Tractatus duo, alter De Ventis, alter perbrevis De Terraemotu. Adiecto indice copiosissimo…

Bologna, Giovanni Battista Bellagamba, 1601 Folio (312x217 mm). [8], 163 [i.e. 165], [13] pp. Woodcut printer’s device on title; head- and tailpieces, decorative initials. Illustrated with 39 engravings, 3 of which are full-page. A perfect full-margin copy in original boards. A most handsomely illustrated book, with fine engraved maps and plates of wind roses, compasses, and other technologies by the physician from Forlì. “This rare tract, of which only one edition was published, discusses the effects of winds on both land and sea. There are several schematic circular world maps in elegant wind cards and one larger Carta Marina outlining the continents in the style of Gastaldi” (R.W. Shirley, Mapping of the World, no. 232). “Similarly to Agricola Padovani saw volcanoes as geographical and historical toponyms. ‘This mountain snatched Pliny,’ he wrote of Vesuvius. Using the examples of the Campi Flegrei, Vesuvius, Etna and the Aeolian Islands, Padovani argued that there were places where the hot press of subterranean winds and ‘matter’ within the crust ignited fierce fires, to the point that ‘so much smoke and fire pours out that it combusts and destroys nearly everything around.’ Padovani had an entire vocabulary for the features of such places: speluncis, antris, cloacis, et scrobibus (caves, caverns, sewers, and trenches). There were no observations to speak, however” (S. Cocco, Watching Vesuvius, p. 31). The last part of the work is devoted to earthquakes, and Padovani “envisioned an early warning system for earthquakes, and, also, categorized phenomena that were either concurrent with or subsequent to an earthquake, similarly to the typology of things seen before, during, and after an eruption that Vesuvius writers described three decades later. Earthquakes were more frequent than eruptions, and in this respect he was no lacking in a language of observation” (ibid.). Bruni-Evans, 3833; Riccardi, i (ii), pp. 230-231 (“Bella edizione”); Honeyman Coll., vi, 2387; R.W. Shirley, Mapping of the World, no. 232; S. Cocco, Watching Vesuvius. A History of Science and Culture in Early Modern Italy, Chicago 2013, pp. 29-32.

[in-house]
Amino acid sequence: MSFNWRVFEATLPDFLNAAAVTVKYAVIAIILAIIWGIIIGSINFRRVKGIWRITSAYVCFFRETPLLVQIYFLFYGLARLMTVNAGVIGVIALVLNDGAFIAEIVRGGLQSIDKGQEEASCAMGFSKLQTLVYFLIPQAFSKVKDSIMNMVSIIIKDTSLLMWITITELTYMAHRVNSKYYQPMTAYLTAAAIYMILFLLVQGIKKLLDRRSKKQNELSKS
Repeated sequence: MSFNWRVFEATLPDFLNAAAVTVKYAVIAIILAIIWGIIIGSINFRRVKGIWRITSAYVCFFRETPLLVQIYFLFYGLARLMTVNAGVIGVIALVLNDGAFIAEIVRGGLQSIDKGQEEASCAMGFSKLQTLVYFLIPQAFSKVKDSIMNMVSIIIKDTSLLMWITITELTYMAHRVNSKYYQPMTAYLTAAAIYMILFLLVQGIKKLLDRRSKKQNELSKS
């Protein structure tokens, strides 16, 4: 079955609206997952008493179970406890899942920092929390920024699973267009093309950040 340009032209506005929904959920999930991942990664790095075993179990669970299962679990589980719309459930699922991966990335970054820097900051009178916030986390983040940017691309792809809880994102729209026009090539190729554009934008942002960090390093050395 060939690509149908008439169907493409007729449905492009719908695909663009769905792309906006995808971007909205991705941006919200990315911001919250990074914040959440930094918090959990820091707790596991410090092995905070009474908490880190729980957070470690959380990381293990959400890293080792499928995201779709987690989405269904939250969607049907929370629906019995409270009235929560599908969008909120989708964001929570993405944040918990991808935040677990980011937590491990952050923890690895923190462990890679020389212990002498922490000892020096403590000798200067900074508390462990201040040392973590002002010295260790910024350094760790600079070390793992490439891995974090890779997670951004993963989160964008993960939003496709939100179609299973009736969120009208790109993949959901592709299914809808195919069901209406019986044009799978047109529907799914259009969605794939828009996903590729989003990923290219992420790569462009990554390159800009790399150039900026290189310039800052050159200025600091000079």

€ 16.000